Why do pirates buy music online? An empirical analysis on a sample of college students
Despite a considerable amount of theoretical and empirical research in industrial organisation literature on the relationship between piracy, music sales and their antecedents, a significant gap exists for what concerns the linkage between digital music piracy and the recent success of online music stores (OMS). Our aim is to investigate the motivations behind digital music purchases on a population of college students who are music pirates. In doing so, we rely upon an original dataset from a survey carried out in 2010 on a population of university students, who are pirates. The results show that the likelihood that pirates buy digital music from an OMS is positively related to the level of Information & Communication Technologies (ICT) skills of the respondents, including the experience in online purchases, and to the individual interest in music.
Volume (Year): 32 (2012)
Issue (Month): 4 ()
|Contact details of provider:|| |
References listed on IDEAS
Please report citation or reference errors to , or , if you are the registered author of the cited work, log in to your RePEc Author Service profile, click on "citations" and make appropriate adjustments.:
- Connolly, Marie & Krueger, Alan B., 2006.
"Rockonomics: The Economics of Popular Music,"
Handbook of the Economics of Art and Culture,
- Regner, Tobias & Barria, Javier A., 2009.
"Do consumers pay voluntarily? The case of online music,"
Journal of Economic Behavior & Organization,
Elsevier, vol. 71(2), pages 395-406, August.
- Tobias Regner & Javier A. Barria, 2007. "Do Consumers Pay Voluntarily? The Case of Online Music," Jena Economic Research Papers 2007-011, Friedrich-Schiller-University Jena.
- Tobias Regner & Javier A. Barria, 2009. "Do Consumers Pay Voluntarily? The Case of Online Music," Post-Print hal-00686341, HAL.
- Mortimer, Julie Holland & Nosko, Chris & Sorensen, Alan, 2012.
"Supply responses to digital distribution: Recorded music and live performances,"
Information Economics and Policy,
Elsevier, vol. 24(1), pages 3-14.
- Julie Holland Mortimer & Chris Nosko & Alan Sorensen, 2010. "Supply Responses to Digital Distribution: Recorded Music and Live Performances," NBER Working Papers 16507, National Bureau of Economic Research, Inc.
- Tobias Regner, 2010.
"Why Consumers Pay Voluntarily: Evidence from Online Music,"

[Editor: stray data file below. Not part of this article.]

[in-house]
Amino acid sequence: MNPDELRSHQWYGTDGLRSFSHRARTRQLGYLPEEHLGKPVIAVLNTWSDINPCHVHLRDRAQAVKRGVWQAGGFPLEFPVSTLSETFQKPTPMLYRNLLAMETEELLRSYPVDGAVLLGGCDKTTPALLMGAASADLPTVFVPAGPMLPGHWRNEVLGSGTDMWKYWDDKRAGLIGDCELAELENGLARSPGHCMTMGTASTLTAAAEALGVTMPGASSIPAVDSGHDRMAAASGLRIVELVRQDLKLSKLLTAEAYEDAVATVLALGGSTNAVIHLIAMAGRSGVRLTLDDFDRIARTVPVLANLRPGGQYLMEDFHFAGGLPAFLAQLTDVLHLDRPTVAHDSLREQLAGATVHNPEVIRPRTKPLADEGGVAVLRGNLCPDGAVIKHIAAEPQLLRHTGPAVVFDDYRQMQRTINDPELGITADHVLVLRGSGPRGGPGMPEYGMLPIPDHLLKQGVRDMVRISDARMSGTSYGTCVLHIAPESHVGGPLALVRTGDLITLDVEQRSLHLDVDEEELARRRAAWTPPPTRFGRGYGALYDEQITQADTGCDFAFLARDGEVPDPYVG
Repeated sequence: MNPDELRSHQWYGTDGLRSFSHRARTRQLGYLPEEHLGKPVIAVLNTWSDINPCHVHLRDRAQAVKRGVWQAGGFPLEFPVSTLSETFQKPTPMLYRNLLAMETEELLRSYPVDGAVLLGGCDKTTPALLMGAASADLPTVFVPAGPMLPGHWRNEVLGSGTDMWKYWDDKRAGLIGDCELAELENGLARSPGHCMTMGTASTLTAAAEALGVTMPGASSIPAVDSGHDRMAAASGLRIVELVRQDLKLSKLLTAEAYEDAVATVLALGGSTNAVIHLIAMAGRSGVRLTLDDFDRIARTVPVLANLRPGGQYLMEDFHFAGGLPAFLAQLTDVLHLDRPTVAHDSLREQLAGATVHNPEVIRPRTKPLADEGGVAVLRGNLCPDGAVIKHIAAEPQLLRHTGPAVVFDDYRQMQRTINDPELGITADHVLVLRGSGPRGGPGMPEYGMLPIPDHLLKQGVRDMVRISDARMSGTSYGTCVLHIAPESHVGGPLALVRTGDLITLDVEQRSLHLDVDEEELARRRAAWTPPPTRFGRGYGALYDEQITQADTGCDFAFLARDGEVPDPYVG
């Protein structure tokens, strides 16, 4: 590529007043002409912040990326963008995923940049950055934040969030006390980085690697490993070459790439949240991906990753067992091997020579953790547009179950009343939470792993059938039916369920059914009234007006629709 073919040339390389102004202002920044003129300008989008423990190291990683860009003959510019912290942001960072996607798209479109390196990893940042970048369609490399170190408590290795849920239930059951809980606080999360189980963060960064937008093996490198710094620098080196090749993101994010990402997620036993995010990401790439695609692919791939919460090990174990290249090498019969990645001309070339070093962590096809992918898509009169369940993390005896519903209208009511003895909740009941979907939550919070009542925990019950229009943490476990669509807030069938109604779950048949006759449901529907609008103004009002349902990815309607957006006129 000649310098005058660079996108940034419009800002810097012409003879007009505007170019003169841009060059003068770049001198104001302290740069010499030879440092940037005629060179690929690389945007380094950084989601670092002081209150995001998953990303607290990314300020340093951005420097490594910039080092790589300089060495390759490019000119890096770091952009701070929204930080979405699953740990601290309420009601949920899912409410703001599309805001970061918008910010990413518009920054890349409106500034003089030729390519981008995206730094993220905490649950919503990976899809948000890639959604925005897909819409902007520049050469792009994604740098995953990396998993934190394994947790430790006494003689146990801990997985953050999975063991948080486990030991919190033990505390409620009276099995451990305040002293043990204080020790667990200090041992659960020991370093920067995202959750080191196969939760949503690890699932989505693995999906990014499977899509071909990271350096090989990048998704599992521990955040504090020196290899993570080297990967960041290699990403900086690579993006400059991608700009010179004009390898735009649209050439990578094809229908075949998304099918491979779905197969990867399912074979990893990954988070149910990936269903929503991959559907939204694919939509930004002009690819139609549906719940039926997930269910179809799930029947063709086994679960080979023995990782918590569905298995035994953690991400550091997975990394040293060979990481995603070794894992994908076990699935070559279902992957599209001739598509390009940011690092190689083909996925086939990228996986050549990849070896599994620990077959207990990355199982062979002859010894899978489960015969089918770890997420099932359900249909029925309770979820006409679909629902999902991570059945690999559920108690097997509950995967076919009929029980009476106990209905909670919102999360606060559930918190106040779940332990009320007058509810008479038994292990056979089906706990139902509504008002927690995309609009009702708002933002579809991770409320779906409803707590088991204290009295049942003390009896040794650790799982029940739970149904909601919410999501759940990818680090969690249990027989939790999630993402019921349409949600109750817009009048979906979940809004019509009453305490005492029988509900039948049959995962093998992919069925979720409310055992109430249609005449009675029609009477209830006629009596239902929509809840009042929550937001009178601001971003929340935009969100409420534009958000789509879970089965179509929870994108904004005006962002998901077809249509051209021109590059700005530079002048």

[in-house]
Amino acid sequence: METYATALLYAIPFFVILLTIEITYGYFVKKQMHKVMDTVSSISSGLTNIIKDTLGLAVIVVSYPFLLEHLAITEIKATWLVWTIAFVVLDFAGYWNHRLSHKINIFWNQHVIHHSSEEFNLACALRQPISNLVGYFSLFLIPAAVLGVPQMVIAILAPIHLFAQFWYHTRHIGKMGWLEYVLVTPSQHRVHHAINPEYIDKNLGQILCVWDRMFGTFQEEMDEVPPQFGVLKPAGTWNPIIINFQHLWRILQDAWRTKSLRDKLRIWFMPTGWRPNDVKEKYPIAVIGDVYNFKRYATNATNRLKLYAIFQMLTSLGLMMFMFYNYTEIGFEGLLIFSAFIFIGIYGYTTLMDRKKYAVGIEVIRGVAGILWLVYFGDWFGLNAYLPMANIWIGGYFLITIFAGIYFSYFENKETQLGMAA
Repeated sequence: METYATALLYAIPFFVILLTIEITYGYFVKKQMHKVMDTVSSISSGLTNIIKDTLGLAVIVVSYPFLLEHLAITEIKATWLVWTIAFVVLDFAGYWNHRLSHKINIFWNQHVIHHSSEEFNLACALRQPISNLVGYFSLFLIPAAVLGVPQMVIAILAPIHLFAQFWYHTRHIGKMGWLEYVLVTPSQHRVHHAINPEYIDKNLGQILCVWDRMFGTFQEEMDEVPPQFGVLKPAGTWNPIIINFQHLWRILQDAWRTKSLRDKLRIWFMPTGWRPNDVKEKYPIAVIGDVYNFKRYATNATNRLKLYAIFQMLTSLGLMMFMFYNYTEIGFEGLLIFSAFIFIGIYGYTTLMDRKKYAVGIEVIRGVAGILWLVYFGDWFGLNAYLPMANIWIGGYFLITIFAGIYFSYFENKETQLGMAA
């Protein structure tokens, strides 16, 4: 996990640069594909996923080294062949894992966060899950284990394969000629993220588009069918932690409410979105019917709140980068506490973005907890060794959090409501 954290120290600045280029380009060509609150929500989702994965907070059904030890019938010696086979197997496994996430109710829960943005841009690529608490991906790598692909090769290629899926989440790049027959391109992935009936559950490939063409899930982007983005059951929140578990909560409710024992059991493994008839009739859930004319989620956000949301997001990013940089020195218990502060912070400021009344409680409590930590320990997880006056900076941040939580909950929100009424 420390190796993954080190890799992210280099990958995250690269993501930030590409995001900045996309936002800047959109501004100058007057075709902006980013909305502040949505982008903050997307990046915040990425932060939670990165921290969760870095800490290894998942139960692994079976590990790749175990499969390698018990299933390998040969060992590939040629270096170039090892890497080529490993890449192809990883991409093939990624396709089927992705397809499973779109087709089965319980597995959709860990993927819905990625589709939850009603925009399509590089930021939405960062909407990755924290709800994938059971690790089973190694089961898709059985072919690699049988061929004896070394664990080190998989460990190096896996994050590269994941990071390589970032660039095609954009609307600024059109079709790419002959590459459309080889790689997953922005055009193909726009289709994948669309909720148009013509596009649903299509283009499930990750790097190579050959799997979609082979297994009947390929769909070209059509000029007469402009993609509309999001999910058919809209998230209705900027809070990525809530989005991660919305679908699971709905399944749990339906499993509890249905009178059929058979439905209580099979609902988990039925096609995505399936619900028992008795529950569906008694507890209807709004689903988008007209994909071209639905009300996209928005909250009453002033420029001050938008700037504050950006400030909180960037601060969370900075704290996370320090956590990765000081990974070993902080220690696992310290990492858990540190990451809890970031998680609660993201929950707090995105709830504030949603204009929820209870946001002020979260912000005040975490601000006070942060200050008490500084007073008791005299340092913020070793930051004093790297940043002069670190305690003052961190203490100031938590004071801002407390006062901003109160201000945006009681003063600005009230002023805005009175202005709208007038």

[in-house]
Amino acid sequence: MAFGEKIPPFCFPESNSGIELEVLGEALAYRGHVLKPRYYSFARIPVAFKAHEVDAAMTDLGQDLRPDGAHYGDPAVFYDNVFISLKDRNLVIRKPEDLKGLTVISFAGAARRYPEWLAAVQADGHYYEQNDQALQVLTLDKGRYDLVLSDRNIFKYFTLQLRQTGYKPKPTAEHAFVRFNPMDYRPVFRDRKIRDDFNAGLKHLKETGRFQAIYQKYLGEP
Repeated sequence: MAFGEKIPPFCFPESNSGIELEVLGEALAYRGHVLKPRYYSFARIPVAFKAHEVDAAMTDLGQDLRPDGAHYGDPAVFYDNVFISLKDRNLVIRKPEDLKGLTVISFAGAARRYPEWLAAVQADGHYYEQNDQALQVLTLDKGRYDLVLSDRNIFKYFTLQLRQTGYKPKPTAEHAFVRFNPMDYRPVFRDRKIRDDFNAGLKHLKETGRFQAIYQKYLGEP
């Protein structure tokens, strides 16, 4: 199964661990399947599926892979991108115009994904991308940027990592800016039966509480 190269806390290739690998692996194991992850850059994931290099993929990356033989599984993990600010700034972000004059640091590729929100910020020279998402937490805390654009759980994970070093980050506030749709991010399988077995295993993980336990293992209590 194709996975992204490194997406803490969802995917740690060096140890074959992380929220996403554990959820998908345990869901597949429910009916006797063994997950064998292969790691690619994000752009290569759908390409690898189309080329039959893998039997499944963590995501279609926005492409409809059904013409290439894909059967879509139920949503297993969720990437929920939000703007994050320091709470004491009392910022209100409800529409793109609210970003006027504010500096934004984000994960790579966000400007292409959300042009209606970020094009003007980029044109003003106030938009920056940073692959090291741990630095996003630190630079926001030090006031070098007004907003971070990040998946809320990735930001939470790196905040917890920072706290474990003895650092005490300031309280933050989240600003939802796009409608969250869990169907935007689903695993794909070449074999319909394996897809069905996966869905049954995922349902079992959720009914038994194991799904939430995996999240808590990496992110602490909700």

Jena Economic Research Papers
2010-081, Friedrich-Schiller-University Jena, revised 10 Dec 2014.
- Regner, Tobias, 2015. "Why consumers pay voluntarily: Evidence from online music," Journal of Behavioral and Experimental Economics (formerly The Journal of Socio-Economics), Elsevier, vol. 57(C), pages 205-214.
- Sana El Harbi & Gilles Grolleau & Insaf Bekir, 2014. "Substituting piracy with a pay-what-you-want option: does it make sense?," European Journal of Law and Economics, Springer, vol. 37(2), pages 277-297, April.
- Stan J. Liebowitz, 2005. "Economists Examine File-Sharing and Music Sales," Industrial Organization 0505001, EconWPA.
- David Bounies & Marc Bourreau & Patrick Waelbroeck, 2007. "Pirates or Explorers ?Analysis of Music Consumption in French Graduate Schools," Brussels Economic Review, ULB -- Universite Libre de Bruxelles, vol. 50(2), pages 167-192.
- Andrew Leyshon, 2001. "Time - space (and digital) compression: software formats, musical networks, and the reorganisation of the music industry," Environment and Planning A, Pion Ltd, London, vol. 33(1), pages 49-77, January.
When requesting a correction, please mention this item's handle: RePEc:ebl:ecbull:eb-12-00580. See general information about how to correct material in RePEc.
For technical questions regarding this item, or to correct its authors, title, abstract, bibliographic or download information, contact: (John P. Conley)
If you have authored this item and are not yet registered with RePEc, we encourage you to do it here. This allows to link your profile to this item. It also allows you to accept potential citations to this item that we are uncertain about.
If references are entirely missing, you can add them using this form.
If the full references list an item that is present in RePEc, but the system did not link to it, you can help with this form.
If you know of missing items citing this one, you can help us creating those links by adding the relevant references in the same way as above, for each refering item. If you are a registered author of this item, you may also want to check the "citations" tab in your profile, as there may be some citations waiting for confirmation.
Please note that corrections may take a couple of weeks to filter through the various RePEc services.